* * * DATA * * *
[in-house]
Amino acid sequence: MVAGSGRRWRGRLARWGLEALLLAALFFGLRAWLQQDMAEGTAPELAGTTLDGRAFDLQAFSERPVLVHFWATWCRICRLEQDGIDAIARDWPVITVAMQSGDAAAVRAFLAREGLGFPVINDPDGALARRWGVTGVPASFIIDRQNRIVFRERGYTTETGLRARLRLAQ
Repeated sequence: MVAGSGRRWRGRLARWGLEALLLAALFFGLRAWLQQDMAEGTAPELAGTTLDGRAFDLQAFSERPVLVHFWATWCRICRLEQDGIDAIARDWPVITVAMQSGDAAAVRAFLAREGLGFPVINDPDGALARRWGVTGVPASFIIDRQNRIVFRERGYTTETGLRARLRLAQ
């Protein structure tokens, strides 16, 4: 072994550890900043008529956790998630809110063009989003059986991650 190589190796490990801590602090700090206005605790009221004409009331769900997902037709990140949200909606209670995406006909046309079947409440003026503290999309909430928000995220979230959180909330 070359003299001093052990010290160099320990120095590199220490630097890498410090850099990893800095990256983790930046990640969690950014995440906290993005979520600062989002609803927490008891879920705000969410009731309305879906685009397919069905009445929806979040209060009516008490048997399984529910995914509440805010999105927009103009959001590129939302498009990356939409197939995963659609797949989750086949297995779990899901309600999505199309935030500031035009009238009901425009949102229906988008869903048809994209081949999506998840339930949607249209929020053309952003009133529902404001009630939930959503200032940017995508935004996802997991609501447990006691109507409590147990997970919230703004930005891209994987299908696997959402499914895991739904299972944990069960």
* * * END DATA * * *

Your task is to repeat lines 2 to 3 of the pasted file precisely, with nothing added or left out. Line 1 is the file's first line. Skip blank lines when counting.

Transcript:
Amino acid sequence: MVAGSGRRWRGRLARWGLEALLLAALFFGLRAWLQQDMAEGTAPELAGTTLDGRAFDLQAFSERPVLVHFWATWCRICRLEQDGIDAIARDWPVITVAMQSGDAAAVRAFLAREGLGFPVINDPDGALARRWGVTGVPASFIIDRQNRIVFRERGYTTETGLRARLRLAQ
Repeated sequence: MVAGSGRRWRGRLARWGLEALLLAALFFGLRAWLQQDMAEGTAPELAGTTLDGRAFDLQAFSERPVLVHFWATWCRICRLEQDGIDAIARDWPVITVAMQSGDAAAVRAFLAREGLGFPVINDPDGALARRWGVTGVPASFIIDRQNRIVFRERGYTTETGLRARLRLAQ